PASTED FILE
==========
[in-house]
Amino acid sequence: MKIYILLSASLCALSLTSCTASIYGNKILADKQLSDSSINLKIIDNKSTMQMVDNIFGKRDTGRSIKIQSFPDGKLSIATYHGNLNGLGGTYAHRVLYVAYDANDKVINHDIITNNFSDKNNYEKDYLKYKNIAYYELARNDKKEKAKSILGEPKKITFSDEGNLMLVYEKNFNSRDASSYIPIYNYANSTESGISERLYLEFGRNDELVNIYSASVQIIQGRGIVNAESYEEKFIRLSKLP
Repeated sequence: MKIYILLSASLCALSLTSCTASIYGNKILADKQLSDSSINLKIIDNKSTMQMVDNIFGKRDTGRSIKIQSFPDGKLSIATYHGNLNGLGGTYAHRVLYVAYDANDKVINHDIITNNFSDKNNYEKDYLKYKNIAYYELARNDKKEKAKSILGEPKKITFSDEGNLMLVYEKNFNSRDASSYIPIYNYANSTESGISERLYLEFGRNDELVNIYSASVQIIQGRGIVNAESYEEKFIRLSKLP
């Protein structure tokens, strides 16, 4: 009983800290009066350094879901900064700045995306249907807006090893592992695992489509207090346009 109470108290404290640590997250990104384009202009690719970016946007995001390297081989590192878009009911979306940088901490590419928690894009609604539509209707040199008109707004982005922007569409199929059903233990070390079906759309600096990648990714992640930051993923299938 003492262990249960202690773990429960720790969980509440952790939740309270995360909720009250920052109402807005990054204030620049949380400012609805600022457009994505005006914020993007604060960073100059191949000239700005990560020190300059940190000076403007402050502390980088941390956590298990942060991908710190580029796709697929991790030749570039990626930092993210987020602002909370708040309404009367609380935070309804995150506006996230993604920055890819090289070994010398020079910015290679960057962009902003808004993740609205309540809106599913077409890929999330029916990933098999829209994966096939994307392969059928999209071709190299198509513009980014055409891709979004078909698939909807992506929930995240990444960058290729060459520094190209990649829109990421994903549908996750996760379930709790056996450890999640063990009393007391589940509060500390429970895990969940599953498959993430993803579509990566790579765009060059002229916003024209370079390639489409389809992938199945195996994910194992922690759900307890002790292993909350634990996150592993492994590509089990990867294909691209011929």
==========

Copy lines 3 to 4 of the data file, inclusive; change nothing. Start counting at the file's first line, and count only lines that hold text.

Repeated sequence: MKIYILLSASLCALSLTSCTASIYGNKILADKQLSDSSINLKIIDNKSTMQMVDNIFGKRDTGRSIKIQSFPDGKLSIATYHGNLNGLGGTYAHRVLYVAYDANDKVINHDIITNNFSDKNNYEKDYLKYKNIAYYELARNDKKEKAKSILGEPKKITFSDEGNLMLVYEKNFNSRDASSYIPIYNYANSTESGISERLYLEFGRNDELVNIYSASVQIIQGRGIVNAESYEEKFIRLSKLP
């Protein structure tokens, strides 16, 4: 009983800290009066350094879901900064700045995306249907807006090893592992695992489509207090346009 109470108290404290640590997250990104384009202009690719970016946007995001390297081989590192878009009911979306940088901490590419928690894009609604539509209707040199008109707004982005922007569409199929059903233990070390079906759309600096990648990714992640930051993923299938 003492262990249960202690773990429960720790969980509440952790939740309270995360909720009250920052109402807005990054204030620049949380400012609805600022457009994505005006914020993007604060960073100059191949000239700005990560020190300059940190000076403007402050502390980088941390956590298990942060991908710190580029796709697929991790030749570039990626930092993210987020602002909370708040309404009367609380935070309804995150506006996230993604920055890819090289070994010398020079910015290679960057962009902003808004993740609205309540809106599913077409890929999330029916990933098999829209994966096939994307392969059928999209071709190299198509513009980014055409891709979004078909698939909807992506929930995240990444960058290729060459520094190209990649829109990421994903549908996750996760379930709790056996450890999640063990009393007391589940509060500390429970895990969940599953498959993430993803579509990566790579765009060059002229916003024209370079390639489409389809992938199945195996994910194992922690759900307890002790292993909350634990996150592993492994590509089990990867294909691209011929």